alexa The Spreading of Flaviviruses over the Continental Divide: a Challenge for Serologic Diagnostics | OMICS International
ISSN: 2161-0703
Journal of Medical Microbiology & Diagnosis
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The Spreading of Flaviviruses over the Continental Divide: a Challenge for Serologic Diagnostics

Sissy Therese Sonnleitner1*, Josef Simeoni2, Raphaela Baumgartner1, Roland Zelger3, Angelika Prader3, Grazia Piccolin4, Norbert Nowotny5,6 and Gernot Walder1,7

1Dr. Gernot Walder GmbH, Außervillgraten, Austria

2Department of Health of the Autonomous province of South Tyrol, Bozen, Italy

3Research Center for Agriculture and Forestry Laimburg, Pfatten, Italy

4Unità Locale Socio Sanitaria, Belluno, Italy

5Viral Zoonoses, Emerging and Vector-Borne Infections Group, Institute of Virology, University of Veterinary Medicine, Vienna, Austria

6Department of Microbiology and Immunology, College of Medicine and Health Sciences, Sultan Qaboos University, Muscat, Oman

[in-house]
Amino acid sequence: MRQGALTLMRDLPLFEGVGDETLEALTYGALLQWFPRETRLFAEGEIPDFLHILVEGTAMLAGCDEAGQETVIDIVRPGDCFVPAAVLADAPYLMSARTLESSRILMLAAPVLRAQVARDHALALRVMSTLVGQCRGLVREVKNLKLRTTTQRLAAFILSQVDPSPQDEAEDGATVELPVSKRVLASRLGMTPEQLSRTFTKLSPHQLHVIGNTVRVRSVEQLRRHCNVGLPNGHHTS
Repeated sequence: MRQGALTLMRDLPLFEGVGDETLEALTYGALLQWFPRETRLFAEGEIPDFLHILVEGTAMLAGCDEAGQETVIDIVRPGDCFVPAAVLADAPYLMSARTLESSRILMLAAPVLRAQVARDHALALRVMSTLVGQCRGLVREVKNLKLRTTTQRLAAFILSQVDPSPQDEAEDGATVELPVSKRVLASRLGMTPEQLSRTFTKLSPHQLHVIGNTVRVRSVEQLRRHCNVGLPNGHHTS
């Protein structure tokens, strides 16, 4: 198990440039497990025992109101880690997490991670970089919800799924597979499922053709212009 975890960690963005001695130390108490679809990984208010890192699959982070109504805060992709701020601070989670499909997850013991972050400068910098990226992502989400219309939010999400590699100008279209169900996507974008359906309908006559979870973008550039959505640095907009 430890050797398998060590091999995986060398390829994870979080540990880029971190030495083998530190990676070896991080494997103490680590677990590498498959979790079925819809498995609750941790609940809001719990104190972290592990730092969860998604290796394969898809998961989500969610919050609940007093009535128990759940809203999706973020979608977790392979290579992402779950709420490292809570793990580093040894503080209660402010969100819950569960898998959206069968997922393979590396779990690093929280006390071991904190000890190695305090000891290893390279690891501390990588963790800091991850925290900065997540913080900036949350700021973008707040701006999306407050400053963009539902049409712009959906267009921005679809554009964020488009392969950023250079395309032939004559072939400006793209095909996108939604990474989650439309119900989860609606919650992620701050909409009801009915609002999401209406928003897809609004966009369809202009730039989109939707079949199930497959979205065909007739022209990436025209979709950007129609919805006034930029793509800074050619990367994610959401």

7Department of Hygiene, Medical Microbiology and Social Medicine, Innsbruck Medical University, Innsbruck, Austria

*Corresponding Author:
Sonnleitner Sissy Therese, MSc
Dr. Gernot Walder GmbH, Außervillgraten, Unterwalden 30
A-9931 Ausservillgraten, Austria
Tel: 0043484320065
Fax: 0043484320093
E-mail: [email protected]

Received date: December 10, 2012; Accepted date: January 26, 2013; Published date: January 29, 2013

Citation:Therese SS, Josef S, Raphaela B, Roland Z, Angelika P, et al. (2013) The Spreading of Flaviviruses over the Continental Divide: a Challenge for Serologic Diagnostics. J Med Microb Diagn S3:002. doi:10.4172/2161-0703.S3-002

Copyright: © 2013 Therese SS, et al. This is an open-access article distributed under the terms of the Creative Commons Attribution License, which permits unrestricted use, distribution, and reproduction in any medium, provided the original author and source are credited.

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Abstract